Shuko Oda is head chef and co-founder of Japanese Udon noodle restaurant Koya, which has two sites in Soho and the City of London, which has opened a second site in the city of London. She tells Emma Lake what it takes to create Koya’s signature noodles
How did you get into hospitality?
I used to work as a waitress in an Italian restaurant in Japan while studying. I was there for quite a long time and I just ended up working in the kitchen. I used to ask the head chef how he did things all the time and I think he just thought “OK, you might as well come into the kitchen”. I actually went on to work in retail, but after five years I went back to Japan and for a year worked in a restaurant. When I came back to London a friend of mine was talking to a guy about opening an udon restaurant.
What do you enjoy about your job?
Working in a kitchen is a special feeling. You get adrenaline when it’s busy and when things are going well and when you get a really nice dish coming out, it’s really special.
How do you develop dishes?
Sometimes it’s an adaptation or a dish I’ve done in the past. Sometimes I see an ingredient and I think “oh I really want to use that”, or it might be just something that’s in season. I like developing menus with the whole team and I’ve started pairing them up to suggest a dish which we will all taste and comment on.
What was your vision for Koya?
We had to get the noodles right and once that was set it was all about adding different flavours, so the food part was straightforward. We wanted to create a menu that was original to us and not just what you would find in a noodle place.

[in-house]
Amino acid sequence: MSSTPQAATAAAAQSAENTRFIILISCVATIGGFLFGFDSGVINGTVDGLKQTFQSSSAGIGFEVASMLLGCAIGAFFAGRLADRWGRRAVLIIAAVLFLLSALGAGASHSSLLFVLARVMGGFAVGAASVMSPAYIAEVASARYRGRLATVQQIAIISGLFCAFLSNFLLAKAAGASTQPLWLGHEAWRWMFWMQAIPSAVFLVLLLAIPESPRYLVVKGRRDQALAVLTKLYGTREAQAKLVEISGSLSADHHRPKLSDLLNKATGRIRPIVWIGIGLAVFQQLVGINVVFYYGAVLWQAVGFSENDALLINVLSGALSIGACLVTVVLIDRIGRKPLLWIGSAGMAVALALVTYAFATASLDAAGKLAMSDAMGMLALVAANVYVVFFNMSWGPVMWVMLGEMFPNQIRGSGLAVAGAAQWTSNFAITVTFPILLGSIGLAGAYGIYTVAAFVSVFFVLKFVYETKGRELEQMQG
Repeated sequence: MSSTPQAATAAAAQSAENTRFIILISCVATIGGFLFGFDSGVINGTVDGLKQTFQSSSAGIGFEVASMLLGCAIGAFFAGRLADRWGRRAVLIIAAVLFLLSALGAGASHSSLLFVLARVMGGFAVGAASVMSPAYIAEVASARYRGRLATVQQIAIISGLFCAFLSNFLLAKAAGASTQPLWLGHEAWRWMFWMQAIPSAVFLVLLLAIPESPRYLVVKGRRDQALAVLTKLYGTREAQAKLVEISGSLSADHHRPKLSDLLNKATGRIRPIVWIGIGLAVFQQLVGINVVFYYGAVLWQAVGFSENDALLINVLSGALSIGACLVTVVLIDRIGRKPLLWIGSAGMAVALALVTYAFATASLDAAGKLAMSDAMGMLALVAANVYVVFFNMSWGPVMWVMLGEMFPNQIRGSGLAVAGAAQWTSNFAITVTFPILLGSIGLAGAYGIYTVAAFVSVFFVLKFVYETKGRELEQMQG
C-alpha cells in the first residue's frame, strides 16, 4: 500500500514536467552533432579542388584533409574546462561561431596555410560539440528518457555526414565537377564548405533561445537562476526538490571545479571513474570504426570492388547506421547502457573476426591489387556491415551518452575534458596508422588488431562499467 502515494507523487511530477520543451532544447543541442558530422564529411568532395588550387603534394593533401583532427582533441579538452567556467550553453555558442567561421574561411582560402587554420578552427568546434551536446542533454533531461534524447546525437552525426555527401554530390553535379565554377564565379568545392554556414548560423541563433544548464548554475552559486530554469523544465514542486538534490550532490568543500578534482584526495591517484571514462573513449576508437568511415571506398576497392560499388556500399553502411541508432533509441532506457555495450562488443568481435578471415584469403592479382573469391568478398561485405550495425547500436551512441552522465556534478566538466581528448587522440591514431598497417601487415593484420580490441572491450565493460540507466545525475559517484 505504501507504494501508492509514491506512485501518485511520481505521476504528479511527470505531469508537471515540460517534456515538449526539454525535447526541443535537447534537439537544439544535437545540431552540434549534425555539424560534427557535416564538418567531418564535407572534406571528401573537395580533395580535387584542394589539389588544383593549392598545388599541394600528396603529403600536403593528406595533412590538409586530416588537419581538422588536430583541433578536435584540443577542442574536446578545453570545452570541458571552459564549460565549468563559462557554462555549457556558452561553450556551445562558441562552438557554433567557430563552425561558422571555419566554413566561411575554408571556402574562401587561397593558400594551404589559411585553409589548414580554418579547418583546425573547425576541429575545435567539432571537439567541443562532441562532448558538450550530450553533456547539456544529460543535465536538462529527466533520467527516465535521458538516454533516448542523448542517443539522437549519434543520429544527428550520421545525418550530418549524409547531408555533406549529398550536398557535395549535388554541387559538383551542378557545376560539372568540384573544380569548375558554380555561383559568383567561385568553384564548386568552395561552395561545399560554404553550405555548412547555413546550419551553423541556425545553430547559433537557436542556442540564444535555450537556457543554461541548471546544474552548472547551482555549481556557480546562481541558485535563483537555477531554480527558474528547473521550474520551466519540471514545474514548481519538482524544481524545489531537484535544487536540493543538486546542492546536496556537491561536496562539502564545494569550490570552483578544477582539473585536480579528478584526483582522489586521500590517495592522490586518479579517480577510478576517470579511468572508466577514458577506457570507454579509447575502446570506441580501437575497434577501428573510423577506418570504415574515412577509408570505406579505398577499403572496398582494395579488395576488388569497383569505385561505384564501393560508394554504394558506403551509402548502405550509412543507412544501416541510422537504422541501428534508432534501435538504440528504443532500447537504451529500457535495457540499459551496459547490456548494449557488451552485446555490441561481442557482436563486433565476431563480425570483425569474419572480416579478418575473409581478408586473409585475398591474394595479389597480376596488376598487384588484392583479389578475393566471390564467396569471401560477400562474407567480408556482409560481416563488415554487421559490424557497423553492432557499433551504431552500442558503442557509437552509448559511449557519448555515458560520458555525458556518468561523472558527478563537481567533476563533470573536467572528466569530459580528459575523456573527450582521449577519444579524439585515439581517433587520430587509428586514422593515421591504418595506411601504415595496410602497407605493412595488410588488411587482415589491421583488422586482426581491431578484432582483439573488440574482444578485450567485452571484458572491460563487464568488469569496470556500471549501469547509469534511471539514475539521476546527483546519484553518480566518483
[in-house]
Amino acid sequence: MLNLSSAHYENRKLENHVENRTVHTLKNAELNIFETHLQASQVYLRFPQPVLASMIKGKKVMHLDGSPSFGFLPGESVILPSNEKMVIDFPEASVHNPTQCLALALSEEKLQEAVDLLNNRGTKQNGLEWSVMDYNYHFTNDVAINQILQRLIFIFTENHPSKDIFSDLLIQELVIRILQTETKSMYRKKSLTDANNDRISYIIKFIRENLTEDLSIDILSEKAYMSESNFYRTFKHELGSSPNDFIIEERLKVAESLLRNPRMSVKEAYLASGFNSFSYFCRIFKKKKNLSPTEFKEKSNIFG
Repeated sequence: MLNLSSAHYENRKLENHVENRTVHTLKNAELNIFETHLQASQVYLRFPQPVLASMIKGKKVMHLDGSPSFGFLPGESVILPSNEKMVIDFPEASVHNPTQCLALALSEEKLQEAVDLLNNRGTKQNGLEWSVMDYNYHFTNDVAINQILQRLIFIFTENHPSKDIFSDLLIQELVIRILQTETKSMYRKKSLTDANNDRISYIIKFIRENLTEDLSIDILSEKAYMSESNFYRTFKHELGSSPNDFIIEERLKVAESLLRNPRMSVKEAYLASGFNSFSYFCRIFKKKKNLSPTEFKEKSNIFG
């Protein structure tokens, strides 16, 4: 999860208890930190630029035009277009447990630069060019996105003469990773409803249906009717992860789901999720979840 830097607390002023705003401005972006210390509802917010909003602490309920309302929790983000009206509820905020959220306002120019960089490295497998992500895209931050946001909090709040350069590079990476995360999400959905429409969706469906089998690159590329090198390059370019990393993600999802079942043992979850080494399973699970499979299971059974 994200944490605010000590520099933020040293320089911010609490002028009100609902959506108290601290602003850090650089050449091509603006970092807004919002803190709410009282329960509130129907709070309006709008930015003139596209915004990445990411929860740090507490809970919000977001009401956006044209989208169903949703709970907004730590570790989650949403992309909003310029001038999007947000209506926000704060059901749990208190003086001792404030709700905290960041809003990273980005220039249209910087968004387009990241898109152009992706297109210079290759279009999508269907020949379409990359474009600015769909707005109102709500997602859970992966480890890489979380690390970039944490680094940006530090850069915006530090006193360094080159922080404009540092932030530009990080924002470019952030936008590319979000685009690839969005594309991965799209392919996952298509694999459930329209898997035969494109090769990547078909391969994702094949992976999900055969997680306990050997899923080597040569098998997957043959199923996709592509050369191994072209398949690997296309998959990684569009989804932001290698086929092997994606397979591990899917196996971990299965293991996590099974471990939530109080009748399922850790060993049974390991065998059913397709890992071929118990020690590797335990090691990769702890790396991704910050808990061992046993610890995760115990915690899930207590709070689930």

How do you create Koya’s signature noodles?
It takes a little while. We have a noodle factory downstairs and make our noodles fresh every day. We try not to import too much but flour is something we still have to import from Japan. We also have to be careful of the water; in London we have hard water and in Japan it’s soft. We use a water softener otherwise a lot would go wrong, including the texture and colour.
What’s your favourite Koya dish?
I think our breakfast dishes are important and one of my favourites is the cod roe. I think the idea of cod roe with noodles scares some people but it’s actually really good. It’s pretty addictive.
What has been the biggest challenge you’ve had to overcome at Koya?
Opening Koya City. Maybe because the City feels unknown, compared to Soho. It seemed like we had to be grown up about it. We had to make sure everything was proper. We’ve learned a lot already, we have to change how we operate a little bit because lunch is really intense for two hours and then it’s dead. So how I have to staff is different and the kind of prep we do is different.
What’s been the most rewarding thing about Koya?
Everything, I’m really happy with how it has turned out. At one point I thought “oh I don’t know how this is going to turn out” and then when it finished it looked amazing. I was almost surprised and super-relieved.
What does the future hold
We’re not sure, maybe another one, but at the moment we’re too busy with two.